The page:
Gain Lean Muscle with This Lightweight Dumbbell Workout
You’re going to get out what you put in with anything you do, and that’s true when it comes to a lightweight dumbbell workout. You don’t have to go heavy to build muscle or strength. You can absolutely do it with light weights, but there is a secret formula to follow.
Why Should I Lift Weights?
There are a lot of great reasons to lift weights, such as:
- To combat the natural attrition of muscle mass that comes with aging.
- To build lean muscle tissue, which is metabolically active. This means a faster metabolism.
- To get stronger.
- To prevent weight gain and burn off body fat.
- To increase your bone density and stave off osteoporosis.
- To improve your posture and support your body and organs.
Do I Have to Lift Heavy Weights to Gain Muscle?
If you’re interested in lifting weights but you don’t want to or are afraid to lift heavy weights, you’re in luck. Putting on lean mass and enjoying the other benefits of weight lifting is possible when you do a lightweight dumbbell workout. It all comes down to volume and fatiguing the muscle.
A study published in the International Journal of Exercise Science explains:
“The results of this study demonstrate that both High-Frequency Training (three sets on three occasions per week) and Low-Frequency Training (nine sets on one occasion per week) produced similar improvements in lean mass and strength in these 19 active men and women, following an eight-week training period.”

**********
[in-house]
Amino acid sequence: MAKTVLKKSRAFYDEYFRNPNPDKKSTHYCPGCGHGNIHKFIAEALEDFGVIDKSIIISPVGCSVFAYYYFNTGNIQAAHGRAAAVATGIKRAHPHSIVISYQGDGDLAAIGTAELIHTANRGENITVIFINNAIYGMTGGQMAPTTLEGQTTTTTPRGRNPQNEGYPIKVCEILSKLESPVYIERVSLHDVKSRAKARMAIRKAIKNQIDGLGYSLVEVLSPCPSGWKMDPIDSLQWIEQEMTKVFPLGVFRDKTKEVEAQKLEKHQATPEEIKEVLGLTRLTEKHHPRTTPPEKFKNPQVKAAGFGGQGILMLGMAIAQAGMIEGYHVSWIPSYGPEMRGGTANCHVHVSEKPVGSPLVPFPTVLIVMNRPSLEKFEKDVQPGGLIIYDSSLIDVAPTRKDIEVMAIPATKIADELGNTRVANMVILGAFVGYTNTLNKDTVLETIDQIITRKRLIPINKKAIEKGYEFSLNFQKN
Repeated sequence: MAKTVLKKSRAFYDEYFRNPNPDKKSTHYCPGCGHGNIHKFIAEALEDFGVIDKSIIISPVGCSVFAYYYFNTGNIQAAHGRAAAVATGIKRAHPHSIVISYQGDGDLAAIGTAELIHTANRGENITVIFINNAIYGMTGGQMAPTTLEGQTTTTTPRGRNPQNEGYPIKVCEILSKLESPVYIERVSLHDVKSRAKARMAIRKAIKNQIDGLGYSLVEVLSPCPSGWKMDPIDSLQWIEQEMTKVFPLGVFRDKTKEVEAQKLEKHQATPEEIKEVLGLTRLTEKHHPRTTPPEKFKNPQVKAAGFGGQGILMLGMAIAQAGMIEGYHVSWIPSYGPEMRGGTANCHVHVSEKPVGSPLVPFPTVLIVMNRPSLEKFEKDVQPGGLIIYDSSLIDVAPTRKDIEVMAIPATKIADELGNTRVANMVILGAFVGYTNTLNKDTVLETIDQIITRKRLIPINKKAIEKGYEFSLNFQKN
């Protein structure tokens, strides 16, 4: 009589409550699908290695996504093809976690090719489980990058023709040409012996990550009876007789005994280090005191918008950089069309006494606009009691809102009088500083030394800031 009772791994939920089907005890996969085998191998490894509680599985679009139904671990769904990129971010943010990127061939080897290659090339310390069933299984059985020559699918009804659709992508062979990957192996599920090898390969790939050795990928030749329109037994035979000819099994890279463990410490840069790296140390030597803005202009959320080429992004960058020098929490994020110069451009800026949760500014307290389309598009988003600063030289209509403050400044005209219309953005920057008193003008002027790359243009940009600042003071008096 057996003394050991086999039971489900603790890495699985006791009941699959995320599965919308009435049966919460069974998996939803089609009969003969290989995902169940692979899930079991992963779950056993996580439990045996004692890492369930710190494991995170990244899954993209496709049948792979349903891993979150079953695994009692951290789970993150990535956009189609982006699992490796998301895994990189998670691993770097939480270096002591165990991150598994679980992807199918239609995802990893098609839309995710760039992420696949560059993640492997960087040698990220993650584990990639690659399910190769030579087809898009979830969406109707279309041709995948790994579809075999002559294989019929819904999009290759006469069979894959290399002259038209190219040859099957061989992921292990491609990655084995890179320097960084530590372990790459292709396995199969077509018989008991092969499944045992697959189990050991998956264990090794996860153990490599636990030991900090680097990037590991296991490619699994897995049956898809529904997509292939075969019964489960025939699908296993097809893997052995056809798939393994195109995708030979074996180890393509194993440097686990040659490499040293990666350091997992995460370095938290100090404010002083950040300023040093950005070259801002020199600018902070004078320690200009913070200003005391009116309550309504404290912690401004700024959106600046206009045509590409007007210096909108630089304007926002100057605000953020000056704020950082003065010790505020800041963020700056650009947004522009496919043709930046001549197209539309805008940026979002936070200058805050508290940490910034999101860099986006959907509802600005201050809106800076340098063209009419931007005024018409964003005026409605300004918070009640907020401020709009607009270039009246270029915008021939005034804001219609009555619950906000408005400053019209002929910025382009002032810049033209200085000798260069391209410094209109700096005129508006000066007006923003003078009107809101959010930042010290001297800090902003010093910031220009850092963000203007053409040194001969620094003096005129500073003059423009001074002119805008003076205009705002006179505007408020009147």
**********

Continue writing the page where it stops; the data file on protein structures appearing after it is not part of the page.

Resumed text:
And another study done at McMaster University and published in the Journal of Applied Physiology notes:
To build lean tissue with light weights, you need to lift until you can’t lift the weight again. “Fatigue is the great equalizer here,” says Stuart Phillips, senior author of the study and professor in the Department of Kinesiology. “Lift to the point of exhaustion, and it doesn’t matter whether the weights are heavy or light.”
Adopt This Lightweight Dumbbell Workout
As always, you’ll want to start with a nice warmup before moving into your weight-training exercises. To get maximum effectiveness out of a lightweight dumbbell workout, you’re going to need to focus on volume. That means high repetitions until your muscles are so tired you can’t do another full rep. It’s only by going to exhaustion that you’ll be able to put on the lean muscle you seek.